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Alecta Cervical Disc Prosthesis

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Cervical Disc Prosthesis

Alecta Cervical Disc Prosthesis is used for preserving the mobility after a discectomy and it allows for any type of movement in the range of motion including flexion, extension, and rotation. Disc Prosthesis is manufactured from titanium material which is compatible with MRI and CT to be suitable for the use during an anterior Smith – Robinson approach. It has a serrated structure, which allows for gripping to superior and inferior surfaces. Thus; the prosthesis, made only of titanium alloy, can be placed tightly to the superior and inferior parts.

Internal surfaces of the prosthesis are coated with a special alloy to reduce corrosion and fracture coefficient of the prosthesis. Thus, the sustainable motion of the implant is maintained. Placing and fixing procedures can be performed by using the “Alecta Prosthesis Holder” as the only hand-held tool. The prosthesis design allows for ±8° flexion / extension, a ±8° lateral curve, and ±5° rotation. Various lengths are available allowing for the application to a variety of different anatomical structures.

The physical construct of the product comprises an upper and lower segments made of “Titanium Ti6Al4V-ELI Grade 5” material. The part in the lower segment coated by Titanium Nitride alloy is the main part responsible for the maintenance of motion.

A single implant holder (Alecta Prosthesis Holder) is compatible with all implant sizes. To obtain an optimal and controlled positioning of the prosthesis, the implant should have been attached to the hand-held tool correctly.

Surgical Technique


1- Discectomy

  • Start releasing from the anterior part of the disc as far as the uncus allows.
  • Exercise care to remove osteophytes.
  • Perform discectomy on the disc surface by watching connective tissue behind.
  • It is important to place the osteophytes onto the superior and inferior endplates.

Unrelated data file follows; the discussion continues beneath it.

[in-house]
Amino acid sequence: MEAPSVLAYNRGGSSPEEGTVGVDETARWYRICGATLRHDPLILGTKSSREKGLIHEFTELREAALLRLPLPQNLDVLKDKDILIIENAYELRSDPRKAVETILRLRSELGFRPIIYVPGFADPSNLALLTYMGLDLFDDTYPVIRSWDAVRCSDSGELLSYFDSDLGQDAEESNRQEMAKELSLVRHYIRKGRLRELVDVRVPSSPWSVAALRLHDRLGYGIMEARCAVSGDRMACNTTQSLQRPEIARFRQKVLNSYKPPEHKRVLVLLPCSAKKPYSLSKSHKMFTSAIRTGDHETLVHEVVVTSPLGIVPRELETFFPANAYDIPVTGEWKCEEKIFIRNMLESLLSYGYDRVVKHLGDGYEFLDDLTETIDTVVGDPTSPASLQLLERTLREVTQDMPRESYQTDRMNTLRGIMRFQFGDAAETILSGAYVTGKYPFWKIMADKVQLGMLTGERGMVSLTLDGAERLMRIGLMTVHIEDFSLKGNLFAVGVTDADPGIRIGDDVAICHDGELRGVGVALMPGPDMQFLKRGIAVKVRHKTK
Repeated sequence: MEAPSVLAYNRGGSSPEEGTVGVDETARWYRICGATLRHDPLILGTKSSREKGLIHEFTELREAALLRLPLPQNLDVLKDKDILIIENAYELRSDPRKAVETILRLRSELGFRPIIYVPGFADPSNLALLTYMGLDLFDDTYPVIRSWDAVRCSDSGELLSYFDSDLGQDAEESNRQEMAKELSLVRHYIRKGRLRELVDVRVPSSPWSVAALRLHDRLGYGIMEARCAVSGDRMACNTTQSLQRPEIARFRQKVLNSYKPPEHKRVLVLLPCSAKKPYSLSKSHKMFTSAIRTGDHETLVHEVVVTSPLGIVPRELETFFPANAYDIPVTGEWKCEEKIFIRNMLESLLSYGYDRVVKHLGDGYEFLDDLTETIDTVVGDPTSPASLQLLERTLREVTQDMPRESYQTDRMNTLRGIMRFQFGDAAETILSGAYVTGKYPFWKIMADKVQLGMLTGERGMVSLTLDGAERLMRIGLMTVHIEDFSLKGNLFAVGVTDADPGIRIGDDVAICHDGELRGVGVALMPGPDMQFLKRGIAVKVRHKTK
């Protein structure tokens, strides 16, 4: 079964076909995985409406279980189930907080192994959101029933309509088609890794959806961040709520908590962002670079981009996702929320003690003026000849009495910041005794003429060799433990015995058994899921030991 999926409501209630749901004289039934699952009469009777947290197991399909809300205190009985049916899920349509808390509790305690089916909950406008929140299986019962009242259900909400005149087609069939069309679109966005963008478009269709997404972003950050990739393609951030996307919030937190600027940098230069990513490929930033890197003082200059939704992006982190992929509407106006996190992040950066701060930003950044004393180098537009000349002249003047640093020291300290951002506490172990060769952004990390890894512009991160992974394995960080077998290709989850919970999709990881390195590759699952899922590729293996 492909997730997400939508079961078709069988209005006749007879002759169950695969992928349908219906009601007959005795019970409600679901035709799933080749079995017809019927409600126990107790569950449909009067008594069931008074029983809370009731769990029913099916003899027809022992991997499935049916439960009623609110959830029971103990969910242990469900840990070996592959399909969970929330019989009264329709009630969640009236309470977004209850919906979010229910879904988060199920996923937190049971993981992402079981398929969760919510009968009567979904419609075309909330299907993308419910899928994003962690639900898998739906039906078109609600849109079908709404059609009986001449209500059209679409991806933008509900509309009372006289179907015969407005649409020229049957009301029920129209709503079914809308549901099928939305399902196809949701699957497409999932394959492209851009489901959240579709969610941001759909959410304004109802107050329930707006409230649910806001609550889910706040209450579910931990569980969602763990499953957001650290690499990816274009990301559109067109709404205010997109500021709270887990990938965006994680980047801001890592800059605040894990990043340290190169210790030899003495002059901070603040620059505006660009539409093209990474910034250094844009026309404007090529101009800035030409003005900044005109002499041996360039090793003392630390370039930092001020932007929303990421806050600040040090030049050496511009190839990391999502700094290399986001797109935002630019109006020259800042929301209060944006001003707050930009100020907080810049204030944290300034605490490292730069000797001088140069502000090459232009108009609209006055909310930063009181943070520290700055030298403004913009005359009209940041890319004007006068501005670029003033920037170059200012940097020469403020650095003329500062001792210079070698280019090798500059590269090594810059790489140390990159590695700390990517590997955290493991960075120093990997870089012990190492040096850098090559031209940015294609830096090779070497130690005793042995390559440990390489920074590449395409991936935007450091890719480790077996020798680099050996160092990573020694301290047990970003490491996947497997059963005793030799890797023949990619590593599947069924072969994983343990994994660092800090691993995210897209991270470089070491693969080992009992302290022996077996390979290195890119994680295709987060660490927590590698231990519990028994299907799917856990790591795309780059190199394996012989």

2-Placing the Caspar Distractor

  • The second Caspar probe is directed from the superior endplate to inside of the inferior vertebra.
  • To achieve a parallel distraction, probes should be aligned parallel to one another and to the endplates.

Note: When it is a two-step procedure, the Caspar pin can be placed at the half of the height of the vertebral body.


  • A distraction clamp is inserted into the disc space and advanced further with the first distraction.
  • The Caspar distractor is placed and tightened until the aimed distraction is achieved.
  • Place the distraction clamp from the posterior to inside as much as it is possible. Aim an advanced and parallel distraction. It is recommended that distraction clamps should be lateralized consecutively one after the other in order to optimize distraction.
  • Firstly, the desired level of distraction is achieved. The Caspar distractor is locked to maintain the distraction.
  • After the procedure, the distraction clamp is removed.

4-Trial Implants

  • Measurements of the depth and width are beneficial to determine the trial size. Trials will allow for determining the height of the last implant, too. Each size was colour-coded.
  • The available sizes are as follows: 4.0, 4.5, 5.0, 5.5, 6.0, 6.5, 7.0, 7.5, 8.0, 8.5, 9.0, and 9.5 mm. The trial should be performed by trying a height not higher than the height of healthy adjacent discs.
  • The trial implant is screwed on the conveyor and placed in the discal space under fluoroscopy guidance.
  • The Caspar distractor is placed and, when it is tightened, the trial implant is placed to confirm the correct selection of the height and width.
  • The correctness of the height is determined as follows: The inserted prosthesis should not exceed the height of healthy adjacent discs and should remain stable in the intervertebral space without causing an excessive distance between the respective vertebrae.
  • Foramina in the trial implant allow for controlling the anterior-posterior position.
  • Release the Caspar distractor to remove the trial implant.

5-Attaching the Prosthesis to the Hand-Held Tool

The prosthesis is placed by means of an implant holder.

  • The implant conveyor should be on the same axis with the disc. The Caspar distractor should maintain the intervertebral distraction.
  • Positioning can be confirmed by visual inspection.
  • During the rotation, the correctness of the position of the implant conveyor is checked.
  • The placement of the prosthesis in the disc space under fluoroscopy guidance is performed by advancing the implant holder while tapping its clamping knob with a hammer slightly.

Note: Exercise care to keep the prosthesis central to the vertebral endplates.

  • The fluoroscopic guidance allows for confirming the correct positioning of the prosthesis.
  • The Caspar conveyor is advanced in parallel to be attached to the vertebral endplate.
  • After confirming the correct positioning of the prosthesis and concluding the tightening of the implant conveyor, the implant is inserted and the hand-held tool is withdrawn carefully.
  • On the vertebral endplate, the implant is under compression by the Caspar distractor.
  • Firstly, the compression is released and the Caspar distractor is disassembled.


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Kassiopis 10 Str, 17237

Ymittos, Greece


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